Blanka

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I came to Birmingham in 1952; I met my husband, got married and have been here ever since. I love Birmingham, I wouldn?t move from Birmingham.

I was born in the Eastern part of Poland. My father was a Policeman. He retired just as the war broke and he was taking part in politics. I was starting school at the age of seven.

In 1940, when the Polish soldiers were defeated by the Germans, the Russians invaded us and they started transporting people to Siberia. On the 13th April 1940 all the men were arrested and my father three months later was sentenced to twenty-five years hard labour. Three days after he was imprisoned, Russian soldiers came to our house in the night. They allowed us to take what clothes and food we could and took us to the station.

They were dropping the families, in one collective farm. They left us in the town hall and told us to find accommodation. The following morning the Russian women had heard about the transport of women and children in the night and they were waiting by the door to give bread and water. They took us in however they could. They were very good hearted.

We stayed there nearly two years. My mother and two eldest sisters had to work in the fields because they were only getting the rations for themselves and they had to feed the whole family. After nearly 2 years Poland signed an amnesty with Russia. My father when he was released from the prison joined the army and he was asking the red cross where we were, he knew what collective farm we were at and he got permission to come and pick us up.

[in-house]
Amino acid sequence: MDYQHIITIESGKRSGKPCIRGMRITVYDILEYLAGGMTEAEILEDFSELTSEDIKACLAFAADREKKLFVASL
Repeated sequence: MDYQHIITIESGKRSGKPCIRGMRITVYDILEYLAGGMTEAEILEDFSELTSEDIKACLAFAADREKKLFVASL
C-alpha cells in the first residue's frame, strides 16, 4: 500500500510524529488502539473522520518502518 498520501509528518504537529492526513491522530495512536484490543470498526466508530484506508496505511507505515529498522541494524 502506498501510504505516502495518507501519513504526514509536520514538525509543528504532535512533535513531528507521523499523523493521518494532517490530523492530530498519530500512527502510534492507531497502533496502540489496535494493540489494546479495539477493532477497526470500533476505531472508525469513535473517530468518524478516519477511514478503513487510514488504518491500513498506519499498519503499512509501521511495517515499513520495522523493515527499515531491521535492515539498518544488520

Eventually we went to the port by the Caspian Sea. The army were going to Palestine so that?s where my father said goodbye to us and we went to Tehran. It was Christmas in Tehran. We had all the illnesses, like dysentery. People were dying like flies. We waited for a ship to take us to Africa. Sometimes it went to India. All over Africa they set up camps for the refugees because the war was still on. They sent me and my family to Rhodesia where we spent six years.

In 1948 they started to sort out the refugees. We had husbands and brothers in the Army so we could come to England. We arrived when I was sixteen so I carried on with my education, I went to the Holy Child Jesus Covent School in Preston. When my father was demobbed he moved to Preston where there was jobs available for people in the cotton mills until 1951 when they lost the jobs and closed the mills. My father decided to move to Birmingham. Being an industrial city, there was more work there.

I met my husband, got married and have been here ever since. I love Birmingham, I wouldn?t move from Birmingham. I am always busy socially with the polish clubs. I belong to various organisations and I am now chair for the Polish Senior Citizens. I live together with many of my polish friends in a Midland Heart scheme in Harborne.

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